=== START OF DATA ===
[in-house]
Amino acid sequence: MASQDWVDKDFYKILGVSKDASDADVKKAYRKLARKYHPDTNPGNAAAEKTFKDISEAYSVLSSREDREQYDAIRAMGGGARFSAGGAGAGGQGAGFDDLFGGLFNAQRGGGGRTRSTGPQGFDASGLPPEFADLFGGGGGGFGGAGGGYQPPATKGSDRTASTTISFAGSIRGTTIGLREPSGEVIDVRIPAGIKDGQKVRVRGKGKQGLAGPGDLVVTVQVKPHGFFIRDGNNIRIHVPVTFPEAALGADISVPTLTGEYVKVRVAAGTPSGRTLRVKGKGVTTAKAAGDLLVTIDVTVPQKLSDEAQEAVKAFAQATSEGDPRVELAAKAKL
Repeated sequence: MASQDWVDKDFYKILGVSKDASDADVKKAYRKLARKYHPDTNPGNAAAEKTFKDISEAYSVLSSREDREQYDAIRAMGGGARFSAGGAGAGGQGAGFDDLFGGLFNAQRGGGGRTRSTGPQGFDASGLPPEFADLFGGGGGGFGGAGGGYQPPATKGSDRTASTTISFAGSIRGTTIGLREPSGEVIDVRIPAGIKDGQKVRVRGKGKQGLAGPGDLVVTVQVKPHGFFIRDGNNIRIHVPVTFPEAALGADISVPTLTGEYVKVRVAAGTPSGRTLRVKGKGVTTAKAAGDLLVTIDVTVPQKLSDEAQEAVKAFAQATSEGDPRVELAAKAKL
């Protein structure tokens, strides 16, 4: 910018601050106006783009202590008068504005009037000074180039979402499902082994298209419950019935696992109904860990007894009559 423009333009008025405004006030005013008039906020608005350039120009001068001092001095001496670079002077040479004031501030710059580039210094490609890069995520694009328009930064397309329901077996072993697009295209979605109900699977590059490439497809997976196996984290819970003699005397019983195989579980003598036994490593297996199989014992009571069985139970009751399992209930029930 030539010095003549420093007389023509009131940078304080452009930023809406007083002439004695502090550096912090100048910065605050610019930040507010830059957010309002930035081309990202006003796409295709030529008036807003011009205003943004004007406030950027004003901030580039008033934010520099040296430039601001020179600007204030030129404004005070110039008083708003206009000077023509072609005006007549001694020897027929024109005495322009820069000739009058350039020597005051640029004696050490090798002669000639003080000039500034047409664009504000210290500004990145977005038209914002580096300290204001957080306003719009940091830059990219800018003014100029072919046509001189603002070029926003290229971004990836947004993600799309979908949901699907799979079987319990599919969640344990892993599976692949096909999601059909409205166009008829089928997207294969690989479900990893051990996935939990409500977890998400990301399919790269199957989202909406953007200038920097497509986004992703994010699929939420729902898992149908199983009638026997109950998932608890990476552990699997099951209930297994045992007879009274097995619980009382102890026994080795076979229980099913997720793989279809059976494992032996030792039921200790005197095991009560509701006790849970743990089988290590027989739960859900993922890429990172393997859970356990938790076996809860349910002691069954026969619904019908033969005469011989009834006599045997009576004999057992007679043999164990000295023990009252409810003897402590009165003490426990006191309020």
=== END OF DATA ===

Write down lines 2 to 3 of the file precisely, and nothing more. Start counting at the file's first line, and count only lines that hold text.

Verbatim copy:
Amino acid sequence: MASQDWVDKDFYKILGVSKDASDADVKKAYRKLARKYHPDTNPGNAAAEKTFKDISEAYSVLSSREDREQYDAIRAMGGGARFSAGGAGAGGQGAGFDDLFGGLFNAQRGGGGRTRSTGPQGFDASGLPPEFADLFGGGGGGFGGAGGGYQPPATKGSDRTASTTISFAGSIRGTTIGLREPSGEVIDVRIPAGIKDGQKVRVRGKGKQGLAGPGDLVVTVQVKPHGFFIRDGNNIRIHVPVTFPEAALGADISVPTLTGEYVKVRVAAGTPSGRTLRVKGKGVTTAKAAGDLLVTIDVTVPQKLSDEAQEAVKAFAQATSEGDPRVELAAKAKL
Repeated sequence: MASQDWVDKDFYKILGVSKDASDADVKKAYRKLARKYHPDTNPGNAAAEKTFKDISEAYSVLSSREDREQYDAIRAMGGGARFSAGGAGAGGQGAGFDDLFGGLFNAQRGGGGRTRSTGPQGFDASGLPPEFADLFGGGGGGFGGAGGGYQPPATKGSDRTASTTISFAGSIRGTTIGLREPSGEVIDVRIPAGIKDGQKVRVRGKGKQGLAGPGDLVVTVQVKPHGFFIRDGNNIRIHVPVTFPEAALGADISVPTLTGEYVKVRVAAGTPSGRTLRVKGKGVTTAKAAGDLLVTIDVTVPQKLSDEAQEAVKAFAQATSEGDPRVELAAKAKL